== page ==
Iron also precipitates when it reacts with oxygen. Iron is typically a problem when using ground water (not all wells have high iron, but problems with high iron are mostly observed in wells). We estimated that a 20-acre greenhouse spent $146K annually in labor to clean and replace clogged irrigation emitters caused by iron.

Growers can do two things to manage iron-related problems: 1) avoid long-term storage of water—iron will react with the oxygen, precipitate and then accumulate through the irrigation system; and 2) have a water treatment system that includes iron oxidation (precipitation), followed by filtration. An example is to inject potassium permanganate as an oxidizer, followed by filters with glauconite greensand.

Calcium in the water reacts with bicarbonates (HCO3-) or sulfates (SO4-2) and precipitate. This will happen when both elements are at high concentrations (Ca >150 ppm and bicarbonates >180ppm). Growers are very familiar with this concept, which is why they separate stock solutions of calcium from all the other elements.

A quick fix to this problem is to inject acid to dissociate the bicarbonate ions. Growers should adjust their nutrient program when injecting acid. A more expensive solution is to use membrane filtration (e.g., reverse osmosis) to remove salts. Membrane filtration should only be used if the levels are extreme and cannot be managed with acid.


Disease occurs when the pathogen is present, the conditions are conducive for disease to occur and the crop is susceptible. Water can play a role in both carrying the inoculum and providing optimum conditions for disease development when air or substrate humidity are high.

Irrigation water can be an inoculum or dispersal mechanism of plant pathogens. Water sourced from the ground, rain or cities doesn’t have plant pathogens (in rare cases, ground water can be contaminated from field production).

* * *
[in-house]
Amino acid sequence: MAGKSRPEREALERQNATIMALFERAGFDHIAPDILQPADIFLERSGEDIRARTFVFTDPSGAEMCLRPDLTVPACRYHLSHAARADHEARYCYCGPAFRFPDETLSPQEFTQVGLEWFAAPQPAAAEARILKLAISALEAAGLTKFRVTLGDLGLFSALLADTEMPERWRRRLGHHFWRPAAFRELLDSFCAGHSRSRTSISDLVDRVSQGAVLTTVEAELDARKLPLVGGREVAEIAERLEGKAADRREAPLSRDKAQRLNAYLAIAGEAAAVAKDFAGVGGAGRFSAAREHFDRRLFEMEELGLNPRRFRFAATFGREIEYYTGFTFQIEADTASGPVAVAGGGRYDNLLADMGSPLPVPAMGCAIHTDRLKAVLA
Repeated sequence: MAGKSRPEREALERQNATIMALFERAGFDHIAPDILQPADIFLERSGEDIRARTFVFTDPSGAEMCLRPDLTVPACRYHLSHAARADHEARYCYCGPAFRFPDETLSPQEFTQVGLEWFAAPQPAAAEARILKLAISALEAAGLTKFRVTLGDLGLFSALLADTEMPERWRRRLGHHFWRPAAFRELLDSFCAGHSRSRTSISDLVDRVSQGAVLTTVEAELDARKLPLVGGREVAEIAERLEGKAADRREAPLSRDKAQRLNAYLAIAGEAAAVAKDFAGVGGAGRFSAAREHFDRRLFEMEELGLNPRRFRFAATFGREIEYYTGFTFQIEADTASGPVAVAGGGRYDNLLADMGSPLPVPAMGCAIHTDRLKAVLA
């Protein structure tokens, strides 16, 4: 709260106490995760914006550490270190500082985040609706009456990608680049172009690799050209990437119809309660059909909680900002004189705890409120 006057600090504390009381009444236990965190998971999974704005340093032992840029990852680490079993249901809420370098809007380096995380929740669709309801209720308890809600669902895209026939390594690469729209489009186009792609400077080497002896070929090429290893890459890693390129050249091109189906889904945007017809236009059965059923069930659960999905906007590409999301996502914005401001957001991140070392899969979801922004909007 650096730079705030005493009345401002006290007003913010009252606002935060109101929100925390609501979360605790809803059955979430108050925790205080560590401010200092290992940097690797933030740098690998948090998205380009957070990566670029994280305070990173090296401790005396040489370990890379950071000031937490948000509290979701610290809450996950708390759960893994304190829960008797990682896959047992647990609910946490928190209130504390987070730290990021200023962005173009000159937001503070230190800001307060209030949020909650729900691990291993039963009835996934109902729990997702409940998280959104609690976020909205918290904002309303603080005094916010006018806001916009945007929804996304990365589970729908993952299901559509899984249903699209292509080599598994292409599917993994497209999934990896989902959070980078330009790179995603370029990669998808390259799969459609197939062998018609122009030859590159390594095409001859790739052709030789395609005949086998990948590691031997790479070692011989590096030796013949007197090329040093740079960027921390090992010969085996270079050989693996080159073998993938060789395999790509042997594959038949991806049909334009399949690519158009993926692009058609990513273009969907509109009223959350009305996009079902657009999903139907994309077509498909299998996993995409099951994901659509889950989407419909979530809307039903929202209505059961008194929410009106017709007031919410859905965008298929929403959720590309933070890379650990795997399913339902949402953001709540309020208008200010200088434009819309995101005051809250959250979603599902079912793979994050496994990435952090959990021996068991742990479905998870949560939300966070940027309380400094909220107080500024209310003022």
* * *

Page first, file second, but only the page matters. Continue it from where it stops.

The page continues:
In contrast, surface water bodies (e.g., ponds, lakes) and recirculated water can have high concentration and diversity of plant pathogens. Sub-irrigation systems, regardless of the source, are at high risk of dispersing pathogens from crop to crop. This problem is exacerbated because the solution containing pathogens moves from one container or zone to another, and also because plant or peat debris on the floors or benches protects pathogens from desiccation or dehydration.

Biofilms are a combination of microbes that form a coating that protects them from desiccation and chemical treatment. In irrigation systems, when water-soluble fertilizers are used, biofilms also harbor algae. Biofilms frequently accumulate in fine emitters, filters or main irrigation pipes and clog the system (Figure 3).

Figure 3a and 3b. Examples of microbial biofilm on irrigation systems.

There’s no silver bullet for control of pathogens or biofilm in irrigation. To prevent disease development, we should always think about an integrated crop management. Use resistant varieties when available, reduce the inoculum by implementing strict sanitation practices, inject low residual dose of sanitizers (Waterborne Solutions is a tool that will help you choose one) and control the environment. Biofilm is much more difficult to prevent because the cause is so diverse and the structure is so resilient.

We have some insights that might help—if you want to know more, come to the Plug & Cutting Conference in Charlotte, North Carolina. I will present more in-depth management options and additional parameters, and talk about how pipe materials and irrigation frequency affect biofilm accumulation, microbial and chemical control of pathogens in water, filtration options and PGR residues in recirculated water. GT

Rosa E. Raudales (rosa@uconn.edu) is an assistant professor at the University of Connecticut.